Five Forms of Unearned Corporate Net Income
People are usually unaware about insider looting and unearned corporate profits, which belongs to the public at large rather than being privatized.
April 14, 2019
Rick DiMare

Many if not most people have been so brainwashed that they're not even sure if corporate profits are unearned, which is another way of saying the profits belong to the public at large, and should not be privatized. Also, people aren't aware of the many ways corporate insiders try to loot corporations (and the profits which belong to all).

The fiduciary duty hierarchy of corporations is first to those work for it, second to the state and federal governments which created and protected them, and lastly to shareholders. Contrary to the current prevailing sentiment, the fiduciary duty is absolutely not to shareholders first. Only after the employees are taken care of, and most of the unearned profits returned to government, are stockholders entitled to share in the profits (and sharing profits with stockholders is not mandatory).

(1) Actual Net Income of the Corporation

This straightforward form of net income assumes honest tax accounting and valuations. All of the corporations expenses have been deducted, all wages are reasonable, all capital goods have been accurately depreciated to reasonably reflect their age, and where the corporation depends on research and development, all those costs have been accounted for as well.

Under this form, any net profits which remain are pure unearned income, or what Henry George used to call “economic rent” or unearned “land value.”

(2) Excessive Wages

This form is corporate net income which has been inappropriately taken by one or more upper level employees, and when compared to IRS industry data, is an excessive or unreasonable wage, and the excess must be returned to the corporation, where it will be taxed as actual corporate net income, and the taker is usually penalized.

(3) Cash Dividend

This form is simply a sharing of excess profits with shareholders, after the corporate income tax has been paid, unless the corporation is a “pass through entity” which ignores tax liability at the entity level. This form of corporate net income is taxed according to rules governing dividend income, and the IRS makes some qualifications about whether the dividends are “qualified” or not.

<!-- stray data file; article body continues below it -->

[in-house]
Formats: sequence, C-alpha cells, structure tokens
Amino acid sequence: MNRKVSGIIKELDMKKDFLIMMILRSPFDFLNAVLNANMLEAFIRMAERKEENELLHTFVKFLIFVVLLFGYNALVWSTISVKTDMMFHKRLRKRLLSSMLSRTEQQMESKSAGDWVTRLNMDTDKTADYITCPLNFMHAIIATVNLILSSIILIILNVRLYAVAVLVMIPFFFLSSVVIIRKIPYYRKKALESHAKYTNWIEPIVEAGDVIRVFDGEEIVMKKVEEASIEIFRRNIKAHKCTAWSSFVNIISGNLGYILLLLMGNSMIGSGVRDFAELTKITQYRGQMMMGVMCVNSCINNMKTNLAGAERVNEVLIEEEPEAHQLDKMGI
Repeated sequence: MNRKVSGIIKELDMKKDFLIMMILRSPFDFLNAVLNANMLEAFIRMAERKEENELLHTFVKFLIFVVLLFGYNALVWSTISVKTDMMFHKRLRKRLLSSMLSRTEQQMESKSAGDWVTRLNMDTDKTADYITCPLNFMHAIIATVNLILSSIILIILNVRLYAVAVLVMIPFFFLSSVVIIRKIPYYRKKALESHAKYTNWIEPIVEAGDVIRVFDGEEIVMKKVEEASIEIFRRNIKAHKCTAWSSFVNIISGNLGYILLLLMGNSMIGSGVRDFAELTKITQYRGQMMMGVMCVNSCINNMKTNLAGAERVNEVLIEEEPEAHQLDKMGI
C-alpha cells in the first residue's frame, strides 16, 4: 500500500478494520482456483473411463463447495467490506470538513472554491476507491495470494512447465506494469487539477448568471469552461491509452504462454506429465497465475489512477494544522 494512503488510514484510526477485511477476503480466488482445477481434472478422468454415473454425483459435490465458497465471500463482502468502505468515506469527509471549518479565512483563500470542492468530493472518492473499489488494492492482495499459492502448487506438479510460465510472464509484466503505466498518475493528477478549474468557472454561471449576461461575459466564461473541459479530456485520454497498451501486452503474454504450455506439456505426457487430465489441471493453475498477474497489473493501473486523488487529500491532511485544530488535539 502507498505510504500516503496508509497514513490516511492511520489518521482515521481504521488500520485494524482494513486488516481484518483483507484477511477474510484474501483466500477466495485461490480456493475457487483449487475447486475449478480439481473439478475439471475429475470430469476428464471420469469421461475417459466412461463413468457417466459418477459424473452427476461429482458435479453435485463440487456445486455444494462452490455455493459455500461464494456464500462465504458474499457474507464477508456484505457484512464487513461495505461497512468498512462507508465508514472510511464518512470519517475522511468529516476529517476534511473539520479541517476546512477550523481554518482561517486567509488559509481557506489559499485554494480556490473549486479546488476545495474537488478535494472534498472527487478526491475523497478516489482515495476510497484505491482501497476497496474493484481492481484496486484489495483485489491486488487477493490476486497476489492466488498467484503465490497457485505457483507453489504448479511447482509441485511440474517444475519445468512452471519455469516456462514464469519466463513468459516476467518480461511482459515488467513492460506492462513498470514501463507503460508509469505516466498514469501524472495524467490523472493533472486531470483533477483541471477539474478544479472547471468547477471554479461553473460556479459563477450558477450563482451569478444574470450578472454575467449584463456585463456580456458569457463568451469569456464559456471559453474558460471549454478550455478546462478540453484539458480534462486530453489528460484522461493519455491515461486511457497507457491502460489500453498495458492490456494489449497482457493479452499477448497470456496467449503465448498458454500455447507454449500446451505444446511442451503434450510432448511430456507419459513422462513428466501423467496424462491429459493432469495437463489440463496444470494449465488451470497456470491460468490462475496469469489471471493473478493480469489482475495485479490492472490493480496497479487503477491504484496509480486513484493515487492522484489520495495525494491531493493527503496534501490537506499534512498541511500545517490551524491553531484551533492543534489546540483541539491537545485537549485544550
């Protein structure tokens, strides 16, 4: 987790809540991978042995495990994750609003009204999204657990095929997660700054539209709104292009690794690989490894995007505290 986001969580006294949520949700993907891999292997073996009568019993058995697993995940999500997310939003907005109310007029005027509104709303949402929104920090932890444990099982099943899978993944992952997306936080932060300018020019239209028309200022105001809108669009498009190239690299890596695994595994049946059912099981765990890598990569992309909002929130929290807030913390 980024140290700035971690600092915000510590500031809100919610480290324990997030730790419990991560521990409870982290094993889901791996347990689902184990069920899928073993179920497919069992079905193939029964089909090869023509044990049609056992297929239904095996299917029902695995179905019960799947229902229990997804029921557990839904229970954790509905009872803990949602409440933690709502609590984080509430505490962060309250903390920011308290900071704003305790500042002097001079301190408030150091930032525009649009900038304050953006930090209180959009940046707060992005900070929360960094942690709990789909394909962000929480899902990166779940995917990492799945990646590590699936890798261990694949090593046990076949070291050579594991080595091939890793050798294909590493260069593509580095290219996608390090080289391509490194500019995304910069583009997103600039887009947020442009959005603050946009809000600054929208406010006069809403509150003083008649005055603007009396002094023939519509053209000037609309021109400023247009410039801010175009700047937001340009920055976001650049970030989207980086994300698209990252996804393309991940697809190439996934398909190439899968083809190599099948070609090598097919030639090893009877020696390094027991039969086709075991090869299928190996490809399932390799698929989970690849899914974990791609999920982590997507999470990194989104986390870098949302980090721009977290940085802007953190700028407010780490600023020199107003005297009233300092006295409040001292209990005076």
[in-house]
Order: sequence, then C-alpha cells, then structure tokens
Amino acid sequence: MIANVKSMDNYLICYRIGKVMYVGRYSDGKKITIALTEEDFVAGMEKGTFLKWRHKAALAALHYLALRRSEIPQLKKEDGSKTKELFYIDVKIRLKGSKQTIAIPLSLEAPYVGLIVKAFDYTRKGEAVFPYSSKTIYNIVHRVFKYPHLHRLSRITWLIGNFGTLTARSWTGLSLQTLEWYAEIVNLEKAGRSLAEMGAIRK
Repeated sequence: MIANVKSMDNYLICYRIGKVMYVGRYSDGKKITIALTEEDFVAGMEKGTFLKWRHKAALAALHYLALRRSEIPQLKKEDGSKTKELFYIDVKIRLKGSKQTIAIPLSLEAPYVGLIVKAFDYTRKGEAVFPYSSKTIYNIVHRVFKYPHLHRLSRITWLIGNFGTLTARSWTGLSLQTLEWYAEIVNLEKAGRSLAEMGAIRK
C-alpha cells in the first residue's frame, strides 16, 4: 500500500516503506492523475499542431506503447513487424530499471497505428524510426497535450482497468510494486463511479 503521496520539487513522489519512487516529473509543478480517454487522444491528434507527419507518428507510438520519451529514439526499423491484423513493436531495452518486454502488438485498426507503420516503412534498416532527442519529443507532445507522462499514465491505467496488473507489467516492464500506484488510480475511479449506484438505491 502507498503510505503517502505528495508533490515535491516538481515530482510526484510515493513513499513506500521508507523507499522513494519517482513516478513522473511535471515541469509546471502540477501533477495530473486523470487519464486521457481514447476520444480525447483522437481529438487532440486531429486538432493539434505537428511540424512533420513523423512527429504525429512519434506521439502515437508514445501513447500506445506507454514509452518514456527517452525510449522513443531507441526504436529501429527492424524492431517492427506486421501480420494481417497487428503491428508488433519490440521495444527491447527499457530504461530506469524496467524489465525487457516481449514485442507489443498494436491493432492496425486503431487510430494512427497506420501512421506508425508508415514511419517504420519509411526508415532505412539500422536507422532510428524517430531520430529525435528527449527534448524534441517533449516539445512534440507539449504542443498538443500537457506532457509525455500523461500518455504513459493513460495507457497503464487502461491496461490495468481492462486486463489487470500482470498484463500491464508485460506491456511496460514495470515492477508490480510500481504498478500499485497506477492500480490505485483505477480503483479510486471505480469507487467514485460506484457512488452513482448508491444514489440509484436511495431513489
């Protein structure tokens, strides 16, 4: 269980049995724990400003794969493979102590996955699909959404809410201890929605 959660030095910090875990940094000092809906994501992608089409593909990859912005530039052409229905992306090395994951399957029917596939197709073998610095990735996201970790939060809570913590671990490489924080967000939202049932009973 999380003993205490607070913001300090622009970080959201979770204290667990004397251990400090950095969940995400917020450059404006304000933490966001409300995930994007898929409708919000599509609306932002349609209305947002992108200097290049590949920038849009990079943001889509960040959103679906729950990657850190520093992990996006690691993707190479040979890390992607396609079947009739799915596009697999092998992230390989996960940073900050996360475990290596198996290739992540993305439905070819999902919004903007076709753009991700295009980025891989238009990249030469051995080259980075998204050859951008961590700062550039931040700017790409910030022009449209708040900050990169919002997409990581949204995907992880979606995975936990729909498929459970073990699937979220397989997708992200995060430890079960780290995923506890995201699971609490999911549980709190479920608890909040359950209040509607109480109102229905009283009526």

(4) Stock Dividend

Instead of the dividend being paid in cash, the shareholder has been given more stock, and the gain generally won’t be realized unless and until the shareholder sells the shares, in which case the capital gains tax rules will apply, and usually capital gains tax rates are lower than taxes on wages or dividends. Again, with this tax, the IRS makes some qualifications about long-term vs. short-term capital gains.

(5) Gains Derived from Share Buyback Scheme

This form is similar to a stock dividend (#4), but with an added element of stock value manipulation. Some insider shareholders have induced the corporation to buy up shares from non-insiders, which will make insider shares more scarce and valuable, and when the time is right, the insiders will cash-in their shares and pay the lower tax on capital gains.

So, to conclude, the above are all forms of unearned corporate net income but #1 and #2 are taxed “at the entity level” using the Stone Tracy income tax on corporate privilege, #3 is taxed by special rules governing dividend income, and #4 and #5 is taxed by special rules governing capital gain income.

How do they always seem to get away with it? How do they consistently get away with selling us "tax reform" that makes us worse off?

From the Conclusion of Putterman's article:

"The demand for people who can be taken advantage of by the wealthy is more than amply matched by the supply. In economics jargon, the supply of gullible people is highly elastic. According to the Census Bureau, the U.S. has about 4 million births a year, which works out to 11,000 births a day and to 7.6 births a minute. Our current political morass suggests that there may have been more than one sucker born each minute, during the decades before the new millennium. And with our education system further hobbled by the defunding the Christmas tax cuts will require, many more of the gullible-at-birth will reach the age to pull a voting booth lever without the wherewithal to understand how badly they’re being taken advantage of."

An often overlooked reason the monopoly rents of corporations must be heavily taxed is that no human natural life can compete with the privilege of eternal legal life that government gives to corporations.

So, yes, the general population will always be naive and gullible when compared to corporations that can forever hone their contracts and schemes. A human person is always subject to a substantial learning curve, then has a relatively short period during which s/he can work productively.

On the other hand, corporate persons experience an initial “from scratch” learning curve only once, then can work productively for centuries.

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Rick is a self employed attorney from Boston, Massachusetts. He graduated from Boston College and studied law at the Massachusetts School of Law at Andover. He also administers the Facebook group called Common Wealth Tax, which seeks to explore the (currently obscure) link between modern income tax laws and the Land Value Tax (LVT) advocated by political economist and “Greenbacker” Henry George (1839-1897).